Barring a legitimately stunning turn of events, it’s widely expected that quarterbacks will be selected with each of the first three picks in the 2021 NFL Draft. If the Falcons decide to extend that streak, it will mark the first time in NFL history that four quarterbacks have been drafted with the first four picks in the draft.
While this class is being touted as very strong for the quarterback position, there are some fans who are wary of selecting the fourth player at the position, which they believe means the fourth-best option. Draft order isn’t an indicator of future success or failure, but perhaps those fans are right to be concerned.
The history of the fourth quarterbacks drafted in a given year is really bleak, even if they’ve never gone one-through-four before.
Since the NFL merger in 1976, there have been a total of 45 drafts, which means we have 45 fourth quarterbacks taken to study. Of those 45 players, only nine can reasonably be considered a hit, and that’s using a fairly generous definition of a hit. In reality, that number is probably closer to five or six.
The average career for the fourth quarterback taken in a draft lasts about 6.5 seasons, which doesn’t seem so bad on the surface. I mean, the typical NFL career last three or four years. However, the average number of starts for those quarterbacks is just 35, a little more than two full seasons. So, the fourth quarterbacks selected typically go on to have journeyman backup careers in the league.
The standouts of the group
Not every fourth quarterback taken had a lackluster career. In fact, one of the greatest quarterbacks to ever play the game was once the fourth player at the position off the board. Here are the notable quarterbacks in NFL history who saw three passers go ahead of them.
- Joe Montana (third round, 1979 draft)
- Jay Schroeder (third round, 1984)
- Bubby Brister (third round, 1986)
- Jim Harbaugh (first round, 1987)
- Mark Brunell (fifth round, 1993)
- Kordell Stewart (second round, 1995)
- Daunte Culpepper (first round, 1999)
- Derek Carr (second round, 2014)
Obviously, Joe Montana is the crown jewel of the quarterbacks listed above. The Hall of Famer won four Super Bowls and was named NFL MVP three times. Outside of Montana, though, these quarterbacks were good but ever really great for an extended stretch of their careers. Seriously, who is second-best on this list? Jim Harbaugh? Daunte Culpepper? Derek Carr??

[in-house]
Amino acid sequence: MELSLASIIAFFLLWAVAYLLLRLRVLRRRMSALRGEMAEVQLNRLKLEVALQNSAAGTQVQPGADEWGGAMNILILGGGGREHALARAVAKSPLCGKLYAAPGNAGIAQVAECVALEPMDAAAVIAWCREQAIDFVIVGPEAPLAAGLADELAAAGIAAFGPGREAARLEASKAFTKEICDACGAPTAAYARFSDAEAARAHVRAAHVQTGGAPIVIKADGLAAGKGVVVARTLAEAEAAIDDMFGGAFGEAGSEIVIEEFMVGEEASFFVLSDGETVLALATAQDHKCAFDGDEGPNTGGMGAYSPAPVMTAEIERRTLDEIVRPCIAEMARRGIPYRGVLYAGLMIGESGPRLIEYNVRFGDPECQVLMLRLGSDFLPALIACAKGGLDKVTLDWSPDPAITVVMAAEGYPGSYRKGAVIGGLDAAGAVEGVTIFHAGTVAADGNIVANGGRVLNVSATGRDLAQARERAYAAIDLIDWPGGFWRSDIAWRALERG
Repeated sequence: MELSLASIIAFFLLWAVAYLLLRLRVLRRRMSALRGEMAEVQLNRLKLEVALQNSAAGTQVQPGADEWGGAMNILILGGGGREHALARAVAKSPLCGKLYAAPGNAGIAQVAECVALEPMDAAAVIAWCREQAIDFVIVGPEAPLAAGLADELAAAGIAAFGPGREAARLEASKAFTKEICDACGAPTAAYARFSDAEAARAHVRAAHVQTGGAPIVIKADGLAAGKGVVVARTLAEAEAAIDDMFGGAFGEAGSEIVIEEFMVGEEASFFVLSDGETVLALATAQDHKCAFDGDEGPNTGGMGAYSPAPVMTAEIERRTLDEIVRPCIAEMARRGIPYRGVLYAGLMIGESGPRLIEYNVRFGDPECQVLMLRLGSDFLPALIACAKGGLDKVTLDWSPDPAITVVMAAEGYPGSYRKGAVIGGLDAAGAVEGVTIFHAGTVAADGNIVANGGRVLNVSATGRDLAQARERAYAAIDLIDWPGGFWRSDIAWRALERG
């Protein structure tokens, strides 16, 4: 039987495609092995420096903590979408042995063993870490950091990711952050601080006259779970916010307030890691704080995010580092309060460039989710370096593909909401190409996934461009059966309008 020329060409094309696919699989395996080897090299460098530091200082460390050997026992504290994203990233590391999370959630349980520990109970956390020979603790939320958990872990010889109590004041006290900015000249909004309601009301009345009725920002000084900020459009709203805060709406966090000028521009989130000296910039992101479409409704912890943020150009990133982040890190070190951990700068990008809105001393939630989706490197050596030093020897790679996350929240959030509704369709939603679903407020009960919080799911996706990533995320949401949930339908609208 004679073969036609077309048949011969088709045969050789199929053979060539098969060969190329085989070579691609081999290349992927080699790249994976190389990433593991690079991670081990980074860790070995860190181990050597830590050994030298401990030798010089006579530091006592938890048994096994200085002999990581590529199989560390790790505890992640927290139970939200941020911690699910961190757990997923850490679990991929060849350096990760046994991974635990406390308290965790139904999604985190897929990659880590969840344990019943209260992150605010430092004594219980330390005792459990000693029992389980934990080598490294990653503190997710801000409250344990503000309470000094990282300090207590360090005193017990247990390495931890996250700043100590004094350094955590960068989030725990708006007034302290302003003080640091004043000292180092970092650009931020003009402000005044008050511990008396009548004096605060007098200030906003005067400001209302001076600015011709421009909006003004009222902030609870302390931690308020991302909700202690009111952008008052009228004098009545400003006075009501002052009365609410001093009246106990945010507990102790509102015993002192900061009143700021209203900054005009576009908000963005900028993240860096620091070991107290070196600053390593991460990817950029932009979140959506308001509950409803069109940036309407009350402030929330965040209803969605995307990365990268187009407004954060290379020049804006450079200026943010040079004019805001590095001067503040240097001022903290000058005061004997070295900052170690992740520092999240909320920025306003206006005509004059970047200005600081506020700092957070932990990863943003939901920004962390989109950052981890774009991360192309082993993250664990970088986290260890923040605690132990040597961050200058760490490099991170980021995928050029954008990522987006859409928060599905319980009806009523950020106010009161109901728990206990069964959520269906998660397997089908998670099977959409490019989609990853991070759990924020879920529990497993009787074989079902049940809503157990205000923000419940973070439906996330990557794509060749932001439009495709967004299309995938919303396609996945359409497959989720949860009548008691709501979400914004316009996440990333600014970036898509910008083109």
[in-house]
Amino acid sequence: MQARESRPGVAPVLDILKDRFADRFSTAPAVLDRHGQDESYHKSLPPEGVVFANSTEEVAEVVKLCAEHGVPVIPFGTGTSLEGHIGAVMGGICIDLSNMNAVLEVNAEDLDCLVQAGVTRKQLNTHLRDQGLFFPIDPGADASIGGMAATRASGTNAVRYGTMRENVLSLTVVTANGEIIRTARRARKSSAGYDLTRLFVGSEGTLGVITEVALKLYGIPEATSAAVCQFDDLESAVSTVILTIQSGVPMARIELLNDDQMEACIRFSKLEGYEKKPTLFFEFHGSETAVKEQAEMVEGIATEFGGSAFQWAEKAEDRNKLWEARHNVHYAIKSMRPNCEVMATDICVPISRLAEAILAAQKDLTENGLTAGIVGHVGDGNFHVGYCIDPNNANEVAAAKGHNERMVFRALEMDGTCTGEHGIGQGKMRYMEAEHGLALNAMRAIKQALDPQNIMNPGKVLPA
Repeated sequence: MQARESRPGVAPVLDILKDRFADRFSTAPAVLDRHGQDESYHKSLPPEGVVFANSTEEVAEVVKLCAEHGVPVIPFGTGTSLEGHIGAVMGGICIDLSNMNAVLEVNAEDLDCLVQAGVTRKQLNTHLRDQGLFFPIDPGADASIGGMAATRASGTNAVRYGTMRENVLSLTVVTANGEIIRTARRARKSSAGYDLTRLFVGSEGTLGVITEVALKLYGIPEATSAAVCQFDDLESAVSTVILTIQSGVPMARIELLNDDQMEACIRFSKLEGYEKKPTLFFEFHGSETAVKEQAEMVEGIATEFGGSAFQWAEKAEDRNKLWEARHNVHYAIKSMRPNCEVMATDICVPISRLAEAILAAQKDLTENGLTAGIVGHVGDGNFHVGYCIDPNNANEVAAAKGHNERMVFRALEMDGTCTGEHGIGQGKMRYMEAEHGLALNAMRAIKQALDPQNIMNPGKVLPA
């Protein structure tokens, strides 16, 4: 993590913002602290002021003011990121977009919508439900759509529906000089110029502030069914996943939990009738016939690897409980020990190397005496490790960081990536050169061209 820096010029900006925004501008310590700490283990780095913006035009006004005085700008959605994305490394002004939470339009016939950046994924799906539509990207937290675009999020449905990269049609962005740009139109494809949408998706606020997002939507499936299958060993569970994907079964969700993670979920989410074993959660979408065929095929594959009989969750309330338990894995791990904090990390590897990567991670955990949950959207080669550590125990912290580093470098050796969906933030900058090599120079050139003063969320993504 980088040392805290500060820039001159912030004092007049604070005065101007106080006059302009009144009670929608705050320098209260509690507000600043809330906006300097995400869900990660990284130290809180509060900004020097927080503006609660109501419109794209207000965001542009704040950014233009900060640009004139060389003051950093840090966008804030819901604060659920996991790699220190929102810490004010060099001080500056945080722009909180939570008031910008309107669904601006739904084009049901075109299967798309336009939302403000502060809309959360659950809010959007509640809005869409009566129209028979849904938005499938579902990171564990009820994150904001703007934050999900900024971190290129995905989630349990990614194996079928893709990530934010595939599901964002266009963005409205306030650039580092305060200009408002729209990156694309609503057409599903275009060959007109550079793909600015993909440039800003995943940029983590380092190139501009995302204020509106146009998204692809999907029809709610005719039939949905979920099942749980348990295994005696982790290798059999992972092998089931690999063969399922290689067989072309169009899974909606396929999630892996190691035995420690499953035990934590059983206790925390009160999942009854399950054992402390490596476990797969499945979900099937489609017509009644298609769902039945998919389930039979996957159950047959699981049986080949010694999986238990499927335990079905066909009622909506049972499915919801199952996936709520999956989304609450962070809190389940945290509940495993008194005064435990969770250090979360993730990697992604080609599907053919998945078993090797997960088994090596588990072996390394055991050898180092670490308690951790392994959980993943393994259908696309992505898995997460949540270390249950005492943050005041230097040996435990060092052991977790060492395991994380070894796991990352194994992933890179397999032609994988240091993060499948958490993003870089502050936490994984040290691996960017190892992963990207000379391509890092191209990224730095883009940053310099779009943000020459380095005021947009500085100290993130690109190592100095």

To be clear, there were some exceptional quarterbacks taken after the fourth quarterback went off the board. For some reason, the fourth quarterback slot was a bit of a black hole or a very unlucky spot for teams.
What this means for the 2021 NFL Draft
In short, absolutely nothing. If Atlanta does take a quarterback at No. 4, it will be the earliest point in a draft that the fourth quarterback has ever been taken off the board. In fact, only nine times in league history has the fourth quarterback selected been picked in the fourth round, but it’s been happening with increasing regularity.
The average spot in the draft for the best quarterback to be taken is the 48th-overall pick, which would be at the midway point of the second round. So, the Falcons are way ahead of that point, suggesting that it’s still very much possible to grab the best passer. It’s just extremely hard to evaluate this position correctly.
Each individual draft is different as well. In some drafts, such as the famous 1983 draft or the 2004 draft, there are multiple future star quarterbacks. In others, such as most drafts, there isn’t a future All-Pro in the entire quarterback class.
It’s very rare that there are more than two or three highly touted passers in a draft. This year, there appear to be five quarterbacks that have teams excited. That would suggest – if pre-draft analysis is correct - that even if they take the fourth quarterback off the board, the Falcons could land a game-changing player.
However, history is not on their side.